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Bass Before Work

Fishing

Article written by 18 July 2013

The bass season has finally started for me. It has been very late coming to the south coast I am led to understand, however there are now fish showing up one by one.

I am progressing with my plan to learn about the south coast fishing as quickly as possible by using the services of Robin Howard, one of the most knowledgeable sea fishing guides I have met. He has knowledge of the south coast that is almost unrivalled, fishing almost every day of a 10 month season and quite often in multiple locations and multiple tides each day.

So it was with excitement, and a feeling that I might find myself on a slippery slope to never really wanting to work again, that I receive a short email from Robin asking if I could make it at 5am on Friday morning. So I duly arranged a working from home day, in the vain hope I might make it to my Haywards Heath desk by 9am.

After a 4am start that I had to lie about to the new Mrs Church (whatever, it was early and she was fast asleep), I was absolutely ready for the Golden Arches drive through start to the day. Robin took me on a magical mystery tour of all the beaches and fishing spots between Brighton and Worthing – some of the Brighton ones ruled out early in the morning because on several occasions he has shared wading space with revellers returning from the night before.

The diversity of the fishing, and the possibilities presenting are just astounding. By the end of the journey I felt like I did when as a ten year old I discovered an Essex river full of huge sunbathing chub – wide eyed and completely overexcited by the prospects.

We passed storm beaches that are some of the best in the right tides, Robin having caught a bass over 12lbs last year, rivers that at low tide hide bass in less than a foot of water and urban sea canal fishing possibilities that are belied by the outdated seaside holiday lets and industrial frontages.

Today’s lesson was surf casting for bass. There was a strong onshore wind blowing, with a good surf created on the beach near Worthing that we had headed to. The tide had just turned, and the expanse of gulleys and broken rough ground amongst the sand looked really bassy. As Robin explained, all the bass food was being blown to the beach by the onshore wind, and as the tide moves up new ground is covered by the already food laden water. The surf breaks off all sorts of flotsam and jetsam encouraging smaller fish and crabs to nose around, and that the bass like to hunt amongst.

The other feature of this time of year is the crab peel. The little green crabs that you catch when crabbing peel their shells around this time of year, and when naked are seriously sought after prey for bass. Robin was loaded up with peeler crabs caught locally, and it was time for me to learn to fish with them. Had we not had the crab baits, there are plenty of other sources of bait at low tide, including a good supply of lugworms on this beach.

As the fish are hunting close to the shore, short casts are required, and to get to the right depth and keep control over our lines we donned our waders and headed in knee deep. We were fishing pretty simple rigs, a sliding lead (with wire grips) and a flowing fluorocarbon trace. The peeler crab is dismembered and threaded onto the hook, held in place with elastic cotton, and lobbed a matter of 30 yards in front. The rod is held at all times, pointing high into the air to keep the line out of the weed as the fisherman stays in the water, and the line trapped under the forefinger to indicate bites immediately.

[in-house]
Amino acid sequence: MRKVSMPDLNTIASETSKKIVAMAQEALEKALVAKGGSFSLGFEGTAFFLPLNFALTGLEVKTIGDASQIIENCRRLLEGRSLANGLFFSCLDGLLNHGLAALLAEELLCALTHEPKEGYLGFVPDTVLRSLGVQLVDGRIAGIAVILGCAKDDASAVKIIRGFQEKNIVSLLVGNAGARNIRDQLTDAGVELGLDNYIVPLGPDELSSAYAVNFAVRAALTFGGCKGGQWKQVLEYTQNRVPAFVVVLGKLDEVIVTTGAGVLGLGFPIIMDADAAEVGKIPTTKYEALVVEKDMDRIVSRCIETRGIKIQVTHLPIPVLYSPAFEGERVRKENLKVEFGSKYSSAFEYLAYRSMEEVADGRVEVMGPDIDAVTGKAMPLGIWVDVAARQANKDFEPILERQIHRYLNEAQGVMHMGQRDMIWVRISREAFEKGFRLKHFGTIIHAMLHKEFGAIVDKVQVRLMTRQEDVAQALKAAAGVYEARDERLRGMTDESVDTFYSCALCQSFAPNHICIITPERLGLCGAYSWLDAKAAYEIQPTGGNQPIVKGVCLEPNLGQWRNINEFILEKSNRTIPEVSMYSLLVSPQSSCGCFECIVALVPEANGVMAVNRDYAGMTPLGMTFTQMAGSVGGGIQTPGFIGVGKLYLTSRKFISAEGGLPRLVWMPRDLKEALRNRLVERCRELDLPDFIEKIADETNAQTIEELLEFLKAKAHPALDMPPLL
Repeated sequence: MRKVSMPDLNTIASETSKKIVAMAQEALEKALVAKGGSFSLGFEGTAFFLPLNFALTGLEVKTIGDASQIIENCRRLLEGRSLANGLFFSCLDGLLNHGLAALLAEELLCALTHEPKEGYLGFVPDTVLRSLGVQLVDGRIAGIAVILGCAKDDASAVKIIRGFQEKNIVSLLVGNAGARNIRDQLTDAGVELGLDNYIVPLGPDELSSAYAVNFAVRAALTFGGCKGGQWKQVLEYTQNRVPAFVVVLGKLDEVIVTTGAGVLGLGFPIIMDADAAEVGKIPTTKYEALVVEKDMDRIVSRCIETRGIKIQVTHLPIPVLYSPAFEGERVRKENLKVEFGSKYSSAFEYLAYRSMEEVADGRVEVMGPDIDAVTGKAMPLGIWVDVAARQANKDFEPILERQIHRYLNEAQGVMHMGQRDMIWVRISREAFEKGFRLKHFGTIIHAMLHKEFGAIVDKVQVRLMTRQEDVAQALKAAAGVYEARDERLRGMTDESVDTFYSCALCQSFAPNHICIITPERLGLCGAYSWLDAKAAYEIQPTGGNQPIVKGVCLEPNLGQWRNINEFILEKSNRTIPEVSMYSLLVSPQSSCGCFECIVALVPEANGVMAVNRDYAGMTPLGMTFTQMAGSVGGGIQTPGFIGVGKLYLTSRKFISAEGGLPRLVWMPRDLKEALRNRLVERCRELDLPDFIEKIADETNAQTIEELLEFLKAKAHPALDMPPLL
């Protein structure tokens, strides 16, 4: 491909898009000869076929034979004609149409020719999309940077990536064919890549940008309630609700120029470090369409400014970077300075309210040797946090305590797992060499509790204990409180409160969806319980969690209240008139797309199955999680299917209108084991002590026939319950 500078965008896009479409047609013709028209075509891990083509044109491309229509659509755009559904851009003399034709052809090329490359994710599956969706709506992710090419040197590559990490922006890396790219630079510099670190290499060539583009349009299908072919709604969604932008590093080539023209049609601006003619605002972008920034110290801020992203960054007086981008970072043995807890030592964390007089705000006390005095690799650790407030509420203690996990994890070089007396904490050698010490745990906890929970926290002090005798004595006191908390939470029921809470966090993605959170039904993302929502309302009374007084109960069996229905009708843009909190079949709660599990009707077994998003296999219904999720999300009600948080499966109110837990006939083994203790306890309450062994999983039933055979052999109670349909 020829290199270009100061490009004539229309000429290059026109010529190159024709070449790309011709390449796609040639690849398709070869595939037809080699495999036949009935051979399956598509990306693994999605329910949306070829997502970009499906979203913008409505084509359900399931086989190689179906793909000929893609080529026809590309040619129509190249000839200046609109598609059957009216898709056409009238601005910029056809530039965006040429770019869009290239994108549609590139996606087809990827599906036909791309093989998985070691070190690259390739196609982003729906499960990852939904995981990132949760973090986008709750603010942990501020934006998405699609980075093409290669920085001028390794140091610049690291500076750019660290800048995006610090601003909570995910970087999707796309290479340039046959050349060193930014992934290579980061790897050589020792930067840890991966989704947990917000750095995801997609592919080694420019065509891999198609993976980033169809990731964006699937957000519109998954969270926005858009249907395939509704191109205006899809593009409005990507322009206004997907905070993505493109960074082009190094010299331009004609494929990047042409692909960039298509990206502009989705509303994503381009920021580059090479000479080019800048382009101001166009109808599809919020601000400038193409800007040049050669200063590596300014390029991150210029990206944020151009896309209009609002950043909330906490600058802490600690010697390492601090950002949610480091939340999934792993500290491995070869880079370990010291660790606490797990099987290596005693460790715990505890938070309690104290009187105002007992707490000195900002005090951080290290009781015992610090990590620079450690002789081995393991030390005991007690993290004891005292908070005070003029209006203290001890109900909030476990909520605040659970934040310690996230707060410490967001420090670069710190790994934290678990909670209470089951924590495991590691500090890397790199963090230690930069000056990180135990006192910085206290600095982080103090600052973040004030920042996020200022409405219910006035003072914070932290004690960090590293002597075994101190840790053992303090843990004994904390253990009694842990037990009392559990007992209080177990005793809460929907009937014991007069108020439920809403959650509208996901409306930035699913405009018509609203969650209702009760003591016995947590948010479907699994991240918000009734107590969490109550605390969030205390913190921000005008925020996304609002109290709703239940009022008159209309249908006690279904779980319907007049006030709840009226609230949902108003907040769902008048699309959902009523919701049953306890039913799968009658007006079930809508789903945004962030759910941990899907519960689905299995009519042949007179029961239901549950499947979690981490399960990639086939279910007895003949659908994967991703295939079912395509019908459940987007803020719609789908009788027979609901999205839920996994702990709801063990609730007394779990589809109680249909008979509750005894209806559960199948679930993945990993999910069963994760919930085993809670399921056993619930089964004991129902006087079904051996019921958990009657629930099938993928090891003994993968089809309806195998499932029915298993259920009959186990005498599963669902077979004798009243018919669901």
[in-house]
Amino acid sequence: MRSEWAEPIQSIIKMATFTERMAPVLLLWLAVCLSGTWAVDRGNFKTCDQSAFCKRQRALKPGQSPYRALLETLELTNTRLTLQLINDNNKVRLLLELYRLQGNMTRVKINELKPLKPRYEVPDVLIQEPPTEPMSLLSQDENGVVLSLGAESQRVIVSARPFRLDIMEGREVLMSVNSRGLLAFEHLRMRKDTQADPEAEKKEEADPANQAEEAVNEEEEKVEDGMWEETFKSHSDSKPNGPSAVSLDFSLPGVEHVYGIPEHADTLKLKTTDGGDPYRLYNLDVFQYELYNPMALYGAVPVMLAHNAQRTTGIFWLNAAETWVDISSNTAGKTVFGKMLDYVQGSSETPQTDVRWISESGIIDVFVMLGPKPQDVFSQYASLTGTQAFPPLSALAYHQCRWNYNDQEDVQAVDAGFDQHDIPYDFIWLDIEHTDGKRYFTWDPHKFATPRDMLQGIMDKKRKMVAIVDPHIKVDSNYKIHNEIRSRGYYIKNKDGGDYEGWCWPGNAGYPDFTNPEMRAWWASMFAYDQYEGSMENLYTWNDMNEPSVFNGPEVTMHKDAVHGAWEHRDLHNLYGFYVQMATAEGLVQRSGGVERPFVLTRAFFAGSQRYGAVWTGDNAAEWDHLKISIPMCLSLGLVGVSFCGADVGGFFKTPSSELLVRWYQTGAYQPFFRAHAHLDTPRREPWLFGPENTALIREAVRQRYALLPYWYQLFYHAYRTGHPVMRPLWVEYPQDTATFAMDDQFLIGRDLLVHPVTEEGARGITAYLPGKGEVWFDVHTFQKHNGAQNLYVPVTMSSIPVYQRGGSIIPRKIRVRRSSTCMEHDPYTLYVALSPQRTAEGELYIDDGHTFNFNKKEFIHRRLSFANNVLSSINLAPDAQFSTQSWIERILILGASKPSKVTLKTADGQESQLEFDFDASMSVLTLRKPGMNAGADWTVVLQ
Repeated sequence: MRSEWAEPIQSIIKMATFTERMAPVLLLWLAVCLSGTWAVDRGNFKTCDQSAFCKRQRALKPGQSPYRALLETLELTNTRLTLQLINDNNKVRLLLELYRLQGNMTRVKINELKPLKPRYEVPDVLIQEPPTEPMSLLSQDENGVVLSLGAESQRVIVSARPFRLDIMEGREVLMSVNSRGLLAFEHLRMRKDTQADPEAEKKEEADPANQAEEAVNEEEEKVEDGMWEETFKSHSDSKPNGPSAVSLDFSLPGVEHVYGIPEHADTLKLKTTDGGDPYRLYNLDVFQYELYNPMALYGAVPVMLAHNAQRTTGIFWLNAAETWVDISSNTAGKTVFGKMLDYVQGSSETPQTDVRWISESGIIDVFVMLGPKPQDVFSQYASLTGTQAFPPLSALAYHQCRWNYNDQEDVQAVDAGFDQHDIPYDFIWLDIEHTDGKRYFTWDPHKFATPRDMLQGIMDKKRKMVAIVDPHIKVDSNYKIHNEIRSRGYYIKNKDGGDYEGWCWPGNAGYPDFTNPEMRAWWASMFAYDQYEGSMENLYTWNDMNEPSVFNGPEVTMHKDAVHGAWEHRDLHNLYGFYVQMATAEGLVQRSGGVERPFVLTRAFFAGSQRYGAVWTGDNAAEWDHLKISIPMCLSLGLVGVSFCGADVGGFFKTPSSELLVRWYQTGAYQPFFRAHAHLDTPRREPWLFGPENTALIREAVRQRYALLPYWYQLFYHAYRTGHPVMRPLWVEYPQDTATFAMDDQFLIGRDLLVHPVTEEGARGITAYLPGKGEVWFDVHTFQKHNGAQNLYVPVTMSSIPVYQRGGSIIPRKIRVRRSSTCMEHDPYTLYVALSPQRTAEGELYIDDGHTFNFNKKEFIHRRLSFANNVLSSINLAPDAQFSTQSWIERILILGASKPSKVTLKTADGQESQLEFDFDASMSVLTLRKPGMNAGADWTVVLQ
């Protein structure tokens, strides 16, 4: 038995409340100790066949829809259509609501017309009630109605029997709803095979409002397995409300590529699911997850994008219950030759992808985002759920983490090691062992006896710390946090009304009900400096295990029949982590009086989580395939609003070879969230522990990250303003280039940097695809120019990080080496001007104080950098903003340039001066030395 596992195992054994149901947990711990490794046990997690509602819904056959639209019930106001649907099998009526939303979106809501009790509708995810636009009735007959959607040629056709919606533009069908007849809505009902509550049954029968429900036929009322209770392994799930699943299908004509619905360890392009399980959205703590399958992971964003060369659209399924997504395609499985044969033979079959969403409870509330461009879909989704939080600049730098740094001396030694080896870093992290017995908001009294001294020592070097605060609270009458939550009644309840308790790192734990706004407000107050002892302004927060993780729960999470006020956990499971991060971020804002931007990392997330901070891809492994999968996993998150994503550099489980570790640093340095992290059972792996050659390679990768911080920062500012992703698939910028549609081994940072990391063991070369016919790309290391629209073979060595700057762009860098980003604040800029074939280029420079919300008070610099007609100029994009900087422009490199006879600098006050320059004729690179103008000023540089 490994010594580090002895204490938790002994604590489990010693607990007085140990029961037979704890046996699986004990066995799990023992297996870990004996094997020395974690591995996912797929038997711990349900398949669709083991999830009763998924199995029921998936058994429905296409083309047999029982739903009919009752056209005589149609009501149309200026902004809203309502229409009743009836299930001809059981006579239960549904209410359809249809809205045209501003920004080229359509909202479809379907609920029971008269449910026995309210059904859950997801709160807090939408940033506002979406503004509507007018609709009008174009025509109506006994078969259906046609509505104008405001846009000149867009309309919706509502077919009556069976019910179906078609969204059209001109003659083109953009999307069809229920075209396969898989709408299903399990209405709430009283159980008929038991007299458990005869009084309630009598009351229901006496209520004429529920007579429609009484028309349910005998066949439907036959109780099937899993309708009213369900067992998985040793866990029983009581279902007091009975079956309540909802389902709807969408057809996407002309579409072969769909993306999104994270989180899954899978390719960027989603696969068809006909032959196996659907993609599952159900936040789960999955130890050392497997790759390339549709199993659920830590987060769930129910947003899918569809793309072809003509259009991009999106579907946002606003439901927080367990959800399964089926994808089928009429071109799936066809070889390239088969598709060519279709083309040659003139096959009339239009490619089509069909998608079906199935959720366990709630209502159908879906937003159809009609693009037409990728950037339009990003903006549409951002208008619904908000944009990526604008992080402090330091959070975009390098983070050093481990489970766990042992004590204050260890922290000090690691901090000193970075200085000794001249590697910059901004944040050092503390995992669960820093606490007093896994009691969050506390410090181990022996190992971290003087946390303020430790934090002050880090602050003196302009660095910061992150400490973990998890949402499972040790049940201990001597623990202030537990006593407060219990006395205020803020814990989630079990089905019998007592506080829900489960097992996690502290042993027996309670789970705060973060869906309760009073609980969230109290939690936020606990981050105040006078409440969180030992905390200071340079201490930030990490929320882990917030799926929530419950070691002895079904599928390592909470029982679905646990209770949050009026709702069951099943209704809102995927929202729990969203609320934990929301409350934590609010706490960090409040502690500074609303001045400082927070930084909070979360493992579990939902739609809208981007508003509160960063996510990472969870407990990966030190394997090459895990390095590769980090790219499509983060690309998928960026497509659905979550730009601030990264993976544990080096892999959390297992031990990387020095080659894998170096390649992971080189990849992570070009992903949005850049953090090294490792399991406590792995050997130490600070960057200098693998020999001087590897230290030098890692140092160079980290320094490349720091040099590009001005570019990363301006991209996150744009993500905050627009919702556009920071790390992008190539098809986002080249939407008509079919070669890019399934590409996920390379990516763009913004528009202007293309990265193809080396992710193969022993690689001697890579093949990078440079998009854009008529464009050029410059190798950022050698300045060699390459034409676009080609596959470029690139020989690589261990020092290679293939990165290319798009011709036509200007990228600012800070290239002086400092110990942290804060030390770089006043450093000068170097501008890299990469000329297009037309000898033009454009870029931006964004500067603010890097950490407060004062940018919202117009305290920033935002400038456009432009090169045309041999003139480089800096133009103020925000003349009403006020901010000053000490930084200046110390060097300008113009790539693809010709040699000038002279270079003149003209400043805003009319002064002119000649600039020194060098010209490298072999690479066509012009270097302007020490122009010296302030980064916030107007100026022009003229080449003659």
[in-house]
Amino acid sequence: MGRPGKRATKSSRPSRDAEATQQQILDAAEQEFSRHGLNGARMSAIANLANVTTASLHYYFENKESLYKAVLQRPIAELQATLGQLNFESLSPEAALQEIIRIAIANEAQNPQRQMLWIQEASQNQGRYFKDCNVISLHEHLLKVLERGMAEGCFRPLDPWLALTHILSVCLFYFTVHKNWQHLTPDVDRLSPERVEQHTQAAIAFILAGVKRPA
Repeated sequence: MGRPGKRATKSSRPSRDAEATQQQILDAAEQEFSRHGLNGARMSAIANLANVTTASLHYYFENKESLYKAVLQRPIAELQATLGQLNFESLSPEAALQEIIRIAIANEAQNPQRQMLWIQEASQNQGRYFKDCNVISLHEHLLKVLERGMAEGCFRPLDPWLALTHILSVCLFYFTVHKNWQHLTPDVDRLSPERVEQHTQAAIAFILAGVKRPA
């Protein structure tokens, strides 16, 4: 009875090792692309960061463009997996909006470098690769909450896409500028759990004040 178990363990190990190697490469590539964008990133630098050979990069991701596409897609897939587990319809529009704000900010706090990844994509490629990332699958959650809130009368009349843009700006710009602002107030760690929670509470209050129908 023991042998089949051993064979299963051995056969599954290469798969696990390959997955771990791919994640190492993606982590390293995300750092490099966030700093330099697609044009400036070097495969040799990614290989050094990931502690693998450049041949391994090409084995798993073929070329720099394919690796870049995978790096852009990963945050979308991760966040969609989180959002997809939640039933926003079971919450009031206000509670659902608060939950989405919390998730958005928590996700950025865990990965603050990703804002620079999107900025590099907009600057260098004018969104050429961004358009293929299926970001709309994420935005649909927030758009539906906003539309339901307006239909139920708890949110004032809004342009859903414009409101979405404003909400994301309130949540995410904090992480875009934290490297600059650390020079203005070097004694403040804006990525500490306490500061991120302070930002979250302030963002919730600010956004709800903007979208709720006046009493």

As we fished the tide raced in, and retreating a few yards every ten minutes or so was the order of the day. This type of fishing is all about timing. The actual fishing period may only be a couple of hours, as long as the breakers keep breaking whilst the tide runs in. When the breakers calm down due to depth of water, the fish become more disperse and much more difficult to catch. Being prepared, and getting there at the right time is essential, to give yourself the best possible chance of a fish in those two hours.

Still being early this season for south coast bass, it was unsurprising that the first hour or so was relatively quiet. A dogfish for me, and a grunter for Robin was all we could manage. Then a wave of small bass hunted past us, part of their coast-to-coast hunting pattern. We both had a couple of bites, and I connected with a small fish. First of the season for me (and first by surf casting), and first guided bass for Robin this year.

The downside of this type of fishing is the relatively heavy gear required to hold the bottom in the surf really cancels out small fish fights. It is no doubt an awesome method for hunting out the fish though, and when a big fish takes…….

Next on my list is learning how and when to freeline on these bass beaches. Or is it fly fishing for them on the low tide rivers? Or is it soft plastics on a calm day in one of the bays? I think I’m starting to be at home in Sussex…….

 

William Church

Born and raised in the Essex countryside, will has been fishing since the age of 7. He has a particular love of fly fishing in rivers, however is not averse to using just about any method for any fish in any water where there’s.. Read more.

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